When a GOP strategist expressed dismay over Donald Trump's Twitter behavior, MSNBC's Joy Reid was quick to remind her that this is who Trump has always been.
Donald Trump's absurd behavior on Twitter was embarrassing enough when he was merely a presidential candidate. Now that he occupies the Oval Office, it's downright mortifying — particularly for members of his party who are constantly trying to either defend or ignore it.
But Republicans simply have no leg to stand on if they wish to feign shock at Trump's antics.
As MSNBC's Joy Reid made clear to GOP strategist Noelle Nikpour, there is nothing new when it comes to Trump's behavior. In fact, it is one of the things that a lot of the country tried to warn Republicans about during the election.
But they ignored that too, and now they have to pay the humiliating price for it.
On Hardball, host Steve Kornacki reminded Nikpour of all the GOP's claims — now proven hollow — that Trump would change if and when he became president. She agreed that he had not changed a bit, lamenting that he puts Republican pundits like herself in a "very strange position ... because personally, we want to leave him in the dust, but politically, we agree with him."
She went on to say that, even after so many of his staff and associates have begged him to stop tweeting, he won't back off. And she found it "bizarre" that Trump, who is no stranger to the world of television, is letting comments like those of Mika Brzezinski and Joe Scarborough get so obviously under his skin.
Nikpour implored Trump to heed the words of former First Lady Michelle Obama: "When they go low, we go high."
But Reid had a quick and pointed response: "Michelle Obama is a mature adult ... and Donald Trump is Donald Trump."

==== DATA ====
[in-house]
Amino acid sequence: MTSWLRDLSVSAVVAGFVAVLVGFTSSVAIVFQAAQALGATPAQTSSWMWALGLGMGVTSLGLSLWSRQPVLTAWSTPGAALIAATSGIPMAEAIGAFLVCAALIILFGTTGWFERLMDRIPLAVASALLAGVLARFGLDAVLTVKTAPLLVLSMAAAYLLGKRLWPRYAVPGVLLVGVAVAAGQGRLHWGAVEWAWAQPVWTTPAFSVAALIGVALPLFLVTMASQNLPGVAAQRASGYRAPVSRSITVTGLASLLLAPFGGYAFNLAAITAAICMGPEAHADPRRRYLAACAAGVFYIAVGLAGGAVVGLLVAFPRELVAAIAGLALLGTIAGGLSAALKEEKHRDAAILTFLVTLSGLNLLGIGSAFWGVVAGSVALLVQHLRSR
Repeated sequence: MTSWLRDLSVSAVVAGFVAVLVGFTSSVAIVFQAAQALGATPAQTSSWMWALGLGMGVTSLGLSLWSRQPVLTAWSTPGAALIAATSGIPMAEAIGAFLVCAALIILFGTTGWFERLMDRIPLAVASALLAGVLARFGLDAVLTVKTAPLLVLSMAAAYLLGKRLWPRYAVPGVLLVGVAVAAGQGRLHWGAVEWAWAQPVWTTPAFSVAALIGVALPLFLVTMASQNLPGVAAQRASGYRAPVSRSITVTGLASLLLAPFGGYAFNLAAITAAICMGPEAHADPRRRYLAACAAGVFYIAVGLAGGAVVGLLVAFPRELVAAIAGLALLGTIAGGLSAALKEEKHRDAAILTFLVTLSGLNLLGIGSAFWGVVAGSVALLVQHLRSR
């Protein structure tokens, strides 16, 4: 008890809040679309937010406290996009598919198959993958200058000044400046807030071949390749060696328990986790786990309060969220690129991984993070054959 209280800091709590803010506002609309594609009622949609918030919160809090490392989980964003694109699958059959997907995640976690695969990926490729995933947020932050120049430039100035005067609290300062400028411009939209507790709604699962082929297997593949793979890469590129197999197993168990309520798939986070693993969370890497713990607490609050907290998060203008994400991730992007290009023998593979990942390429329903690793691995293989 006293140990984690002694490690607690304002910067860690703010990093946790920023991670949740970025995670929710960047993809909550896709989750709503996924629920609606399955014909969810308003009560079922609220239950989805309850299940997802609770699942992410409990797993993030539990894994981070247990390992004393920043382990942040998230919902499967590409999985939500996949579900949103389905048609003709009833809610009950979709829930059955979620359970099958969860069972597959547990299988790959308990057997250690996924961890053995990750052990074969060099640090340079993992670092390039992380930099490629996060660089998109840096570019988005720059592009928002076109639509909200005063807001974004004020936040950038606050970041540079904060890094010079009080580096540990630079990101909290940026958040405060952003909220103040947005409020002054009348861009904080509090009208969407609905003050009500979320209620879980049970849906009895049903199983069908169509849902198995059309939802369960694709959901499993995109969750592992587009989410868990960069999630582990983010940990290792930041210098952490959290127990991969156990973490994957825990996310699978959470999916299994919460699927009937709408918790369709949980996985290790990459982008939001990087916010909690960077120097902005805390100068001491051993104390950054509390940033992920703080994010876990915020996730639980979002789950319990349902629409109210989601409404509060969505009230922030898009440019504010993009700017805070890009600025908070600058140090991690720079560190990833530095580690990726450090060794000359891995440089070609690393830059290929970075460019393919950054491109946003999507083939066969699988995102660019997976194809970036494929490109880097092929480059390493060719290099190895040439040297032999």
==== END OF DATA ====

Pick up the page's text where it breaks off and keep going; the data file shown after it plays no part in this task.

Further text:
"He's always been this guy," Reid continued. And she reminded Nikpour that a whole lot of people tried to warn the GOP that Trump was "fundamentally unfit to be president."
"And surprise! He is!"
NIKPOUR: So many Republicans, from the pundits to the media to people, you know, congressional — people in congress, people in the Senate have said this: 'Mr. President, put down your Twitter. Or if you are going to use Twitter, at least say things that are productive.' And what I don't understand is, he won. He's there. Mika and Joe — he's in the industry. I've got to tell you guys, he was in the TV industry. He knows what happens. He knows that, you know, political shows, they analyze and they talk about presidents, Fox News did it about Obama.
So this is no big surprise. Why he's letting this get under his skin is bizarre, and I'd love to evoke something that Michelle Obama said. Michelle Obama said, 'When they go low, we go high.' So I'm asking him, he needs to go high, really high. This is unbelievable.
REID: But isn't the Occam's Razor answer because Michelle Obama is a mature adult, Barack Obama is a mature adult. and Donald Trump is Donald Trump? You bought a go-kart and want a Maserati. You want it to be one way, it's another way. This is Donald Trump. You all were willing to endorse and elect a man who is this guy — he's always been this guy!
The agenda you're taking about is Paul Ryan and Mitch McConnell and you guys'. It is not his. Donald Trump doesn't even necessarily know what's in the health care bill. He just wants something popular he can go and do rallies at so that more people can fill that dark void inside of him that needs praise. He needs praise, every day. There are stories about him going around to his staff today and saying, 'Well, I know that wasn't presidential, but wasn't that tweet amazing?' Well, what are they going to say? They have to say it's great. This is a person who everybody told y'all was fundamentally unfit to be president. And surprise! He is!
The notion that becoming president would somehow magically transform Trump from a boorish, ignorant disaster into a paragon of decorum and virtue was always ludicrous, but Republicans held fast to it, likely in order to justify supporting someone so downright toxic and unpresidential.
And five and a half months into his time in office, it is clear Trump had no intention, nor harbors any aspirations, to better himself and to better represent the nation.
Republican strategists and pundits can kvetch all they want about that, but they may want to quiet down and listen instead — just like they should have before November 8, 2016.